Number one for English language teachers

CLIL is the way forward for English Language teaching.

In support of the debate claim "CLIL is the way forward for English language teaching" Hugo Baetens-Beardsmore looks at how the language teacher's and subject specialist's roles complement each other and how this collaborative approach adds value to the content, language and cognitive operations.

Language learning programmes differ fundamentally from monolingual education in that the burden of inculcating the new language depends almost entirely on the language classroom. Only incidentally do the out-of-class surroundings help build up second language competence, depending on the environment and opportunities, which can vary enormously.

In a monolingual school all teachers contribute to the language learning process, not only the English teachers, by extending the opportunities for use, different registers, specialised lexis and frequent, specific structures, when handling their content-matter subjects. There is a naturally established « whole school policy » where language is concerned. CLIL programmes try to carry out a similar function in the non-language lessons, by increasing both the range and opportunities for use of the target language in an immediately pertinent context, that of the content-matter subject. Traditional language lessons inevitably have a long-term reward and may not come across as immediately pertinent, at least not in a natural fashion. It is difficult at times to stimulate the less linguistically oriented learner, often male students, without the added incentive of the immediate pertinence of the rewards gained from operating satisfactorily in a separate content-matter lesson. A good CLIL programme crosses over into a « whole school policy » undera different format which takes into account the two languages in the school environment.

Good CLIL practice is a collaborative effort where the language teacher and the content-matter teacher are both specialists who complement each other according to the specific goals of the education process. Language teachers concentrate primarily, though obviously not exclusively, on accuracy and have to resort to semi-artifical techniques to promote fluency, e.g. rôle playing, debate type exchanges, prepared presentations, and may have difficulty in extracting continuous written or spoken discourse except in limited amounts. Content matter teachers in CLIL programmes automatically generate genuine question and answer exchanges on the matter in hand, which is the immediate pertinence motivating factor that enhances pupil efforts. This gradually builds up confidence, which leads to greater fluency in producing connected written and spoken discourse in a variety of topic-determined registers. Such registers might never come up naturally in the language lesson, or not with the required regularity for absorption, and it is here that the complementary rôle of language and subject-matter teachers fuses together. The language specialist plays a vital role as a check on the accuracy and register appropriateness of what is going on in content-matter subjects and can help the subject specialist prepare materials and methodology that comes across naturally and appropriately, re-inforcing the complementary nature of the « whole school policy ».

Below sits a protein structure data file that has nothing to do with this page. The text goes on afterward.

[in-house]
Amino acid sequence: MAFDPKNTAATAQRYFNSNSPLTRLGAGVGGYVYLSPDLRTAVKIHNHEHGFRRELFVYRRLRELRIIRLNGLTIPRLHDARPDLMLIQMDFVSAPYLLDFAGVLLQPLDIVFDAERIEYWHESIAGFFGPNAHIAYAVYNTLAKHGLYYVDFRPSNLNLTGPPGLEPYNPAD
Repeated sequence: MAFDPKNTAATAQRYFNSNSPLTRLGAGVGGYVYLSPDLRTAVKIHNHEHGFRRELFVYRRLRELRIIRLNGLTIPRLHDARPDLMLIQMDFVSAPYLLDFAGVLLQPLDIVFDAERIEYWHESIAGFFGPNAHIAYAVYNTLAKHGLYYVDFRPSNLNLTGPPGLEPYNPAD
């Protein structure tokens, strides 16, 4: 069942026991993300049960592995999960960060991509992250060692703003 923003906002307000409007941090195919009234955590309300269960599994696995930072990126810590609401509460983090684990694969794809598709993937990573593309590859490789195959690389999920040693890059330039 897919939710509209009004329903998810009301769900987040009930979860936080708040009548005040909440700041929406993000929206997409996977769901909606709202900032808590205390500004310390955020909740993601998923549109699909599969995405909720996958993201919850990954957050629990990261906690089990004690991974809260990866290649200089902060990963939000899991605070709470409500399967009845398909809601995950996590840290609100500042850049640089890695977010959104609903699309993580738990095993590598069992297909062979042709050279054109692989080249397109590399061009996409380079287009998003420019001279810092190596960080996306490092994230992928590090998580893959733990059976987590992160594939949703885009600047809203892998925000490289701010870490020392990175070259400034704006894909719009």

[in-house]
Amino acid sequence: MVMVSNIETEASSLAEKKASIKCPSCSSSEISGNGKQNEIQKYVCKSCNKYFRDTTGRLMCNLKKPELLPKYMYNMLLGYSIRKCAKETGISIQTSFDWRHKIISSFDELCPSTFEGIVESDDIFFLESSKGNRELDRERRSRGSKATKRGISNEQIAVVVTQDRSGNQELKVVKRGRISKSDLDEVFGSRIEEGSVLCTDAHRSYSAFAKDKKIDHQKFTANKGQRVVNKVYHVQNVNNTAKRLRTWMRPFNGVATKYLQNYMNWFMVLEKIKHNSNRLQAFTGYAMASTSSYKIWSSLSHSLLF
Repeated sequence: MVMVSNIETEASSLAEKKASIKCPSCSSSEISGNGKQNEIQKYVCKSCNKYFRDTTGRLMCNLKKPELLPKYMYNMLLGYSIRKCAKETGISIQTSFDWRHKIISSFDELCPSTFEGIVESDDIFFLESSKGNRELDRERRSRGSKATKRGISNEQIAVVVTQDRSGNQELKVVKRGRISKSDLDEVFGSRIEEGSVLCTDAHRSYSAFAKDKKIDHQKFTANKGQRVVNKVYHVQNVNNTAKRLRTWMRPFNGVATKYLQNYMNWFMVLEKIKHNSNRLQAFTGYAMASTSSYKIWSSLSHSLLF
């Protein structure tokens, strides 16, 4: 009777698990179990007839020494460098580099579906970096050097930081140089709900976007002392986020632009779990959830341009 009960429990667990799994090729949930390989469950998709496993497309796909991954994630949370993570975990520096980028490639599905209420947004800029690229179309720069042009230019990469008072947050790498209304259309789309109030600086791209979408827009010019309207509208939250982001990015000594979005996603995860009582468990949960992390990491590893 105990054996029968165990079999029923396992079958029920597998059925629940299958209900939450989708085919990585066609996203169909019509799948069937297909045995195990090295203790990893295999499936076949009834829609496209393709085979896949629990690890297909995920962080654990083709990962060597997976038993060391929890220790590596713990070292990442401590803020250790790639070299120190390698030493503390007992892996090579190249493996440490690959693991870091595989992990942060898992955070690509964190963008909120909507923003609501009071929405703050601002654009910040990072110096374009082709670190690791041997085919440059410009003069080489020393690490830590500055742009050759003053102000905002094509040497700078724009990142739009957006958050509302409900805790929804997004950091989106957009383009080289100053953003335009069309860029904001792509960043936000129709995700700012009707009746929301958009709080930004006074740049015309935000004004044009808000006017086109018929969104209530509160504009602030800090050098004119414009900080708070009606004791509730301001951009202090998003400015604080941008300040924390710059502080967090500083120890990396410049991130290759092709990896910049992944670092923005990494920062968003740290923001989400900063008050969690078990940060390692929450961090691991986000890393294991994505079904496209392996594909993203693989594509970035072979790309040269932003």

In the multilingual European Schools designed for European civil servants' children, where everyone is subject to a trilingual mode of education, all teachers are aware that they are all incidentally language teachers, and all concentrate on extending and re-inforcing language skills, and where the language specialists concentrate on precision and accuracy. Now this could be demotivating and work against language learning, were it not for the fact that pupils are aware of the immediate pertinence of such activities as their linguistic skills will be applied as soon as they leave the language classroom and move on to a content-matter subject in L1, L2 or L3.

Research into CLIL programmes in different countries reveals all round gains once the time factor is taken into account. Initially the content-matter may take longer to handle than in the age-equivalent monolingual programme but after a while the pace speeds up, to the extent that in certain programmes in the U.K. those involved have passed exit exams earlier than the equivalent monolingual groups and with equally good results. There is also an obvious gain in second language proficiency, at no cost to the first language skills, thanks to the increased, more varied and more motivating oppportunities to use the target language. Research in Italy and Switzerland has consistently shown intriguing differences in cognitive abilities, where the first language tests showed slightly better results on factual information, or « knowing what » but the second language tests showed better results on operational information, or « knowing how », and this consistently in repeated tests across different groups working in different combinations of CLIL-type programmes. In other words, there was an added value on 3 levels of analysis for the bilingual mode of education, on content, on language and on cognitive operations.  

Hugo Baetens-Beardsmore
The CLIL Debate, IATEFL Conference, Cardiff, 2 April 2009

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